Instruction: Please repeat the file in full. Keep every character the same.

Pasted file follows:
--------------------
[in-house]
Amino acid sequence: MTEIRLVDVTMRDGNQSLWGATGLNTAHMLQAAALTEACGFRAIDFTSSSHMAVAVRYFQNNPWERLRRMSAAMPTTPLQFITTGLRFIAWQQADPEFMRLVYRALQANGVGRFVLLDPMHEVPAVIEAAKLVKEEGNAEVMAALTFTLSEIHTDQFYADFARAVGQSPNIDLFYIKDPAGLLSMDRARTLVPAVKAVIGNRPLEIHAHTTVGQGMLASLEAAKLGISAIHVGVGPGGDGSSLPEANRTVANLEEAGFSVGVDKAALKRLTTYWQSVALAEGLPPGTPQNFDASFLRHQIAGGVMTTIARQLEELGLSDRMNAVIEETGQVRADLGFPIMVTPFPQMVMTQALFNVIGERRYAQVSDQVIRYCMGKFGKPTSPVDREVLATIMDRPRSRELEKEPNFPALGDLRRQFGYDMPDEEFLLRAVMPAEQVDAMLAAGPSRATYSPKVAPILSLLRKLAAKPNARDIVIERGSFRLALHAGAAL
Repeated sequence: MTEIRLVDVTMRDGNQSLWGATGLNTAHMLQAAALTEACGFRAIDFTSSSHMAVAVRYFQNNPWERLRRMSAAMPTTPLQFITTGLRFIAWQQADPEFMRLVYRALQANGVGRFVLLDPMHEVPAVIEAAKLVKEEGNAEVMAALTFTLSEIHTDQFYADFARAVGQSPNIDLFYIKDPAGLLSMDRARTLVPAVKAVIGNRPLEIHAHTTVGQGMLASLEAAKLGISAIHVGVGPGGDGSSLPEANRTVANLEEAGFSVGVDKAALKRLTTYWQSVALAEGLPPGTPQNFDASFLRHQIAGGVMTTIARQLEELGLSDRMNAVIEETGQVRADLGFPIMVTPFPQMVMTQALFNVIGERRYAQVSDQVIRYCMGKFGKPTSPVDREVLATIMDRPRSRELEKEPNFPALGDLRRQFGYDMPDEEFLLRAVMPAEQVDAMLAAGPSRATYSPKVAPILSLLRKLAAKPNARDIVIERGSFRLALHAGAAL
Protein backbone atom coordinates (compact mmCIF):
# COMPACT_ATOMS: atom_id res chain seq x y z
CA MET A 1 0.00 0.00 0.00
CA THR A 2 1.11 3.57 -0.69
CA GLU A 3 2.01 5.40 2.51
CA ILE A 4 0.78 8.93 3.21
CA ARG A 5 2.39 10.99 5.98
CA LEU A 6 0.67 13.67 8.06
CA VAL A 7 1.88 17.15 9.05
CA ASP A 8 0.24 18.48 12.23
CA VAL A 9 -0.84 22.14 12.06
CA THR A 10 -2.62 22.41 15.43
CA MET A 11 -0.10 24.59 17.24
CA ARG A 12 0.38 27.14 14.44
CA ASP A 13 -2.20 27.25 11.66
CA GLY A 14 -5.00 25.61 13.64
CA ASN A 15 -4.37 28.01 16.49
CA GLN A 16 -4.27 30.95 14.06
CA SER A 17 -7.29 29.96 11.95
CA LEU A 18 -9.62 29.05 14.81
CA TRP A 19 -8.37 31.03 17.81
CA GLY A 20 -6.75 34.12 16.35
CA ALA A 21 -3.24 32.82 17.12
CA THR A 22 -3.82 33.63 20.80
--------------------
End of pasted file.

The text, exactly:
[in-house]
Amino acid sequence: MTEIRLVDVTMRDGNQSLWGATGLNTAHMLQAAALTEACGFRAIDFTSSSHMAVAVRYFQNNPWERLRRMSAAMPTTPLQFITTGLRFIAWQQADPEFMRLVYRALQANGVGRFVLLDPMHEVPAVIEAAKLVKEEGNAEVMAALTFTLSEIHTDQFYADFARAVGQSPNIDLFYIKDPAGLLSMDRARTLVPAVKAVIGNRPLEIHAHTTVGQGMLASLEAAKLGISAIHVGVGPGGDGSSLPEANRTVANLEEAGFSVGVDKAALKRLTTYWQSVALAEGLPPGTPQNFDASFLRHQIAGGVMTTIARQLEELGLSDRMNAVIEETGQVRADLGFPIMVTPFPQMVMTQALFNVIGERRYAQVSDQVIRYCMGKFGKPTSPVDREVLATIMDRPRSRELEKEPNFPALGDLRRQFGYDMPDEEFLLRAVMPAEQVDAMLAAGPSRATYSPKVAPILSLLRKLAAKPNARDIVIERGSFRLALHAGAAL
Repeated sequence: MTEIRLVDVTMRDGNQSLWGATGLNTAHMLQAAALTEACGFRAIDFTSSSHMAVAVRYFQNNPWERLRRMSAAMPTTPLQFITTGLRFIAWQQADPEFMRLVYRALQANGVGRFVLLDPMHEVPAVIEAAKLVKEEGNAEVMAALTFTLSEIHTDQFYADFARAVGQSPNIDLFYIKDPAGLLSMDRARTLVPAVKAVIGNRPLEIHAHTTVGQGMLASLEAAKLGISAIHVGVGPGGDGSSLPEANRTVANLEEAGFSVGVDKAALKRLTTYWQSVALAEGLPPGTPQNFDASFLRHQIAGGVMTTIARQLEELGLSDRMNAVIEETGQVRADLGFPIMVTPFPQMVMTQALFNVIGERRYAQVSDQVIRYCMGKFGKPTSPVDREVLATIMDRPRSRELEKEPNFPALGDLRRQFGYDMPDEEFLLRAVMPAEQVDAMLAAGPSRATYSPKVAPILSLLRKLAAKPNARDIVIERGSFRLALHAGAAL
Protein backbone atom coordinates (compact mmCIF):
# COMPACT_ATOMS: atom_id res chain seq x y z
CA MET A 1 0.00 0.00 0.00
CA THR A 2 1.11 3.57 -0.69
CA GLU A 3 2.01 5.40 2.51
CA ILE A 4 0.78 8.93 3.21
CA ARG A 5 2.39 10.99 5.98
CA LEU A 6 0.67 13.67 8.06
CA VAL A 7 1.88 17.15 9.05
CA ASP A 8 0.24 18.48 12.23
CA VAL A 9 -0.84 22.14 12.06
CA THR A 10 -2.62 22.41 15.43
CA MET A 11 -0.10 24.59 17.24
CA ARG A 12 0.38 27.14 14.44
CA ASP A 13 -2.20 27.25 11.66
CA GLY A 14 -5.00 25.61 13.64
CA ASN A 15 -4.37 28.01 16.49
CA GLN A 16 -4.27 30.95 14.06
CA SER A 17 -7.29 29.96 11.95
CA LEU A 18 -9.62 29.05 14.81
CA TRP A 19 -8.37 31.03 17.81
CA GLY A 20 -6.75 34.12 16.35
CA ALA A 21 -3.24 32.82 17.12
CA THR A 22 -3.82 33.63 20.80